At the end of Dr Biko’s course a group of students decided we wanted to continue our studies and so we formed our own study group. We called ourselves the ‘Seba Study Group’. The name Seba (or Sba) was a Kemetic term meaning “to study, to learn, to become wise”. As such it also expressed our group philosophy. Over the next ten years we met regularly, monthly, fortnightly. We set ourselves study targets; reading and reviewing books, undertaking research projects. We shared a commitment to immersing in and connecting to our spiritual and intellectual heritage. We created a group shrine consisting of objects representing the four elements, our ancestors, any deities we felt particular connections with, and any personal objects we chose. We also used the Book of The Husia, a collection of Kemetic scripture as our guide. We’d begin each meeting with a prayer and a random reading from the book. I say random but nothing ever was. At the end of the meeting we’d revisit the selected reading and realise it had foretold the content or direction of the meeting. Our shrine was organic, reflective. Sometimes large, sometimes small. It reflected our own energies. We began as like-minded students but grew into Brothers and Sister. We shared our lives and supported each other in the physical and the spiritual. There was a way we wanted to live, and together we able to live it.

In 2008 we travelled to Kemet with Ashra & Merira Kwesi, two African American Egyptologists who took us on a ten day educational trip through Kemet’s enduring greatness. We visited temple complexes, pyramids, museums, ancient remains in the morning and sat through lectures in the evening. Everything that I’d been learning and theorising in book form was brought to life. It was a visceral and sensual experience physically engaging with our ancestor’s great works. I could feel their presence as I placed my palms on sacred walls. Colours painted on walls five thousand years ago opened my eyes to the future. There were one hundred and thirty-two people on the tour, a combination of Afro-American and Afro-Uk. Ashra and Merira proved to be excellent and most learned hosts. When Ashra would lead us through the various sites he would call out “Make way, Royalty coming through!”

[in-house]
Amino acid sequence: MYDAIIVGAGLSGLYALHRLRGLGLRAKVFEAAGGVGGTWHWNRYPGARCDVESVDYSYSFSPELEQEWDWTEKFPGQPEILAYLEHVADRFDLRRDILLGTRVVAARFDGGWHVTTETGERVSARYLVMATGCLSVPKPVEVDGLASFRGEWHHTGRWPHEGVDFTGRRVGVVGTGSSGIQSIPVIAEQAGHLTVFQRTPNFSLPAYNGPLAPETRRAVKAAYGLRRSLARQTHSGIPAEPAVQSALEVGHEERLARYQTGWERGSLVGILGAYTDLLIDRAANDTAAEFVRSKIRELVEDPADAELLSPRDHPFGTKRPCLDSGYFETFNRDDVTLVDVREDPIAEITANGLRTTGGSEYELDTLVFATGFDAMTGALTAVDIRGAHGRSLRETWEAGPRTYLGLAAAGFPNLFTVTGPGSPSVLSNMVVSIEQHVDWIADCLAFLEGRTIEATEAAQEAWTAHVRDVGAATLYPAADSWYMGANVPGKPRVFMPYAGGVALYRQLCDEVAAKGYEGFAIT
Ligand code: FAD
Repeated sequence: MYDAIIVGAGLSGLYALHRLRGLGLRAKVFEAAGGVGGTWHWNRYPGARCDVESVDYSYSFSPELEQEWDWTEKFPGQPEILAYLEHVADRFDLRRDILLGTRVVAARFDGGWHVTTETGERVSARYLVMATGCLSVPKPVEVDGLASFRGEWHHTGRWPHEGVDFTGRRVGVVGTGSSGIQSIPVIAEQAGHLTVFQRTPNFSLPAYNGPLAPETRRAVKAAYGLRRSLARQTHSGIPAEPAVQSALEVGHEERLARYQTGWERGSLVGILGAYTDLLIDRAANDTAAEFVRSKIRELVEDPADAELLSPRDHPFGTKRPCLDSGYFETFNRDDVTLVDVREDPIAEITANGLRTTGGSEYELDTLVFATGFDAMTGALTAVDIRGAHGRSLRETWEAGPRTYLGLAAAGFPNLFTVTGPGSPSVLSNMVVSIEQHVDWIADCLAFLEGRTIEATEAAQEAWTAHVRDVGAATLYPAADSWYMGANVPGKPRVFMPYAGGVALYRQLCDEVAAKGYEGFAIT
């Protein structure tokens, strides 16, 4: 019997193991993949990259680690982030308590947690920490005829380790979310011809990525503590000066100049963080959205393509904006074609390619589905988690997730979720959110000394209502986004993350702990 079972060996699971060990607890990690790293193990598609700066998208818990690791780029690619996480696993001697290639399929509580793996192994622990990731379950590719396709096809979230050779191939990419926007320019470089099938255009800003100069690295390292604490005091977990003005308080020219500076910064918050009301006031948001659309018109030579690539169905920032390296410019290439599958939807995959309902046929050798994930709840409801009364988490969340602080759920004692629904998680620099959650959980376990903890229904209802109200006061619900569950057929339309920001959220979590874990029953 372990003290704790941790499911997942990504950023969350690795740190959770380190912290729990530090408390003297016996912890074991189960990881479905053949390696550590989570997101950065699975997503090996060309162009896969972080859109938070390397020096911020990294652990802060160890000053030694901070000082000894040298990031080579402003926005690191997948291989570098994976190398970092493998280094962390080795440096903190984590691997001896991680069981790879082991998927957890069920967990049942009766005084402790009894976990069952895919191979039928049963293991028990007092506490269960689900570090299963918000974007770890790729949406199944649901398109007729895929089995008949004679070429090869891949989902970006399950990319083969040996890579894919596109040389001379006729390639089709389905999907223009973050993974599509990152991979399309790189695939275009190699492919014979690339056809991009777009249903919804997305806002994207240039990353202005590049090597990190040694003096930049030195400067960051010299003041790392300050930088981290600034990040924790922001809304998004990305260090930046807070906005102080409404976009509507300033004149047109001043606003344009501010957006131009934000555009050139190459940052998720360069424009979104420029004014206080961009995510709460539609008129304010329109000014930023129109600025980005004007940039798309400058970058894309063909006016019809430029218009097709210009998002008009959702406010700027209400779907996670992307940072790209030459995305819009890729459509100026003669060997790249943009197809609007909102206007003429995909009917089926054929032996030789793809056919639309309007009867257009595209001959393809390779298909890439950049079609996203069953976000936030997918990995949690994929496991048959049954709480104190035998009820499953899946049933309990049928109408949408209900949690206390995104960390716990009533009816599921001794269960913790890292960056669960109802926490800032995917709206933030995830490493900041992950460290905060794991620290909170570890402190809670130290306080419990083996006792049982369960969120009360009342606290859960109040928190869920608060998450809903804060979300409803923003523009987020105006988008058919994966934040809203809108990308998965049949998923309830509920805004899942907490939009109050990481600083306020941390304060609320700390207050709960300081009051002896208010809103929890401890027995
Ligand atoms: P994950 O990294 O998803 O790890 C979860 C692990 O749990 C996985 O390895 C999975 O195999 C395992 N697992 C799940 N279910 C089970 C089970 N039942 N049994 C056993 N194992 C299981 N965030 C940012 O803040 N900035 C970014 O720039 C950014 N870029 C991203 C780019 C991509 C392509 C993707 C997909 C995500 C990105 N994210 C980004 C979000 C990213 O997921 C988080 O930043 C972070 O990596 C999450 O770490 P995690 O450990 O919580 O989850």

And sure enough the tourist crowd would part and allow us through. We’d laugh among ourselves at the European tourists staring at us wondering exactly which royal family they were looking at. Ashra wasn’t boasting, he wanted us to understand “this is your house, built by your foreparents”. He wanted the Europeans and other tourists to know it too. This kind of validation I’d never experienced before. These weren’t museums full of relics, this was the house my father built. The group, both Sba and the larger group we travelled with experienced the full range of emotions, ecstasy and joy at the magnificence of Karnak, Saqqara, Dendera. An American couple held their wedding ceremony during the tour. They performed their marriage rites in a temple exactly as their ancestors had. We were honoured to witness and participate in their union, and I know many, including myself, carried dreams of one day performing the same ritual with our life partner.


There was also sadness and anger witnessing the levels of destruction heaped upon our sacred spaces. One woman went into a state of trance when we visited Karnak, another saw visions in Dendera. These weren’t tricks of the mind but real ancestral connections being experienced. I had my own connection whilst at the hotel. One evening I started crying. There was no apparent trigger, just an overwhelming surge of emotion which I kind of knew had been coming. I’d come to Kemet looking for something, something which I was discovering was inside of me. I wept as a child, because I needed to, as I still hurt as a child. I wasn’t alarmed or distressed, nor were the group who comforted me while I released. In our short time together we overstood, spirit does that to you.


Our last day brought forth more tears from my eyes but with much clearer reasons. That day we visited Abu Simbel, a complex built into mountainous rock in Nubia. Built by Rameses II during the 18th Dynasty it features giant statues of Rameses II and his Queen Nefertari at the entrance. To get there one approaches by foot from the rear along a narrow path which leads to the front. Ashra Kwesi had mentioned Abu Simbel many times during the previous ten days, almost teasing us with anticipation. We turned a corner and suddenly I could see the entrance. I screamed, I laughed, I cried, all at once. Despite all I’d seen during the trip this was by far the most magnificent site I’d experienced. The beauty, the size, the visionary minds it took to create it. I understood why Ashra and Merira had saved it till last. If we’d visited it on day one we wouldn’t have appreciated or understood it. I screamed “My father built this, my father built this!” Considering the fractious relationship I’d always had with my father to my own ears it seemed a strange thing to say. But no, the words, their vibrations had erupted from somewhere deep within me. Ancient vibrations of my many fathers, present felt. Other group members were experiencing similar states of wonderment. I semi collapsed on the ground next to a UK brother I’d befriended on the tour. The sheer weight of wonder had brought us to our knees. We smiled at each other through tear filled eyes and nodded our heads. Each new what the other was feeling, knowing that each one’s feelings were unique. We shared our epiphany. For a moment our roots entwined. Our lives were changing, our souls remained as they’d always been, ours to cherish, to celebrate, to glorify.


From the primordial waters the word was taking form.